General Grant’s Retirement Pension

One remarkable story in Ron Chernow’s new biography of Ulysses S. Grant involves the special pension granted to him when he was terminally ill. In 1884, Grant suffered two awful blows. First, he was diagnosed with throat cancer. Second, he was wiped out when his money manager was revealed to be running a Ponzi scheme. In response, Grant’s friends lobbied for Congress to restore his Army rank and his army pension. (Grant had given up both when he became President.)

Here how’s that bill became law. The House of Representatives approved the bill right before Noon on March 4th, 1885, which marked the legal end of that Congress. The Senate was then called into session, the hands on the Senate clock were turned back twenty minutes, and the bill was passed “before Noon.” The outgoing President, Chester Arthur, then signed the bill.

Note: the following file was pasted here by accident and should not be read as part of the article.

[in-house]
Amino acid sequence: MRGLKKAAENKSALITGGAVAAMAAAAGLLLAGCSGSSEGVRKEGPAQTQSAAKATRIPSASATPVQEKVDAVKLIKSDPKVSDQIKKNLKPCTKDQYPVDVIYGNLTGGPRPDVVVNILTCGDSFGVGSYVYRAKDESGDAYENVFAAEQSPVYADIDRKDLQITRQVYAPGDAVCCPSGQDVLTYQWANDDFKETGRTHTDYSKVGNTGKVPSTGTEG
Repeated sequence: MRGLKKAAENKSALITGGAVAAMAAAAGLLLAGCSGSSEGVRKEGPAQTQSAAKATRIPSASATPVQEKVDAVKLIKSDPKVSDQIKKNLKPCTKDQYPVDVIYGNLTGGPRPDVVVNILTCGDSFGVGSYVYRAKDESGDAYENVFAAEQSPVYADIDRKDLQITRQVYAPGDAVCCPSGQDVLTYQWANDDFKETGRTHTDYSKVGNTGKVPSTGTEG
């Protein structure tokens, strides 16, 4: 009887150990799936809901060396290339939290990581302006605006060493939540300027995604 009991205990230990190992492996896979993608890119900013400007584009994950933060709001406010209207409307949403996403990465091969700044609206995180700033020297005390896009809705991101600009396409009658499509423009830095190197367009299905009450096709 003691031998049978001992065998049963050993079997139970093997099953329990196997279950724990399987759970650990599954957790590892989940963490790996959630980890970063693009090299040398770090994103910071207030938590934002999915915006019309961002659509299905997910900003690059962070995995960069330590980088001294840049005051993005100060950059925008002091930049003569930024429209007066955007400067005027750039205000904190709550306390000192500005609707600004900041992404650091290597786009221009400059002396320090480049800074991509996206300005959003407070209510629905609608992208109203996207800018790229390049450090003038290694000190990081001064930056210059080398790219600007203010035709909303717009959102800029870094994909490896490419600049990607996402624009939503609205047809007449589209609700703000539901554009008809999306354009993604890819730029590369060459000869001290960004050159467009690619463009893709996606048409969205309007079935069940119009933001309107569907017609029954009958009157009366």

All quite unconstitutional. But nobody complained.

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4 Responses

  1. Joe says:

    Was there a reason behind that craziness?

  2. Gerard Magliocca says:

    I guess because its fate was uncertain in the next Congress with a Democrat (Grover Cleveland) in the White House.

  3. Joe says:

    Grover Cleveland paid for a substitute during the Civil War. Can see if he wanted to avoid being involved.

    The matter is addressed here — — apparently, the whole thing was last minute and with other things involved, they basically ran out of time.

  4. Brett Bellmore says:

    An early case of the enrolled bill rule being abused?

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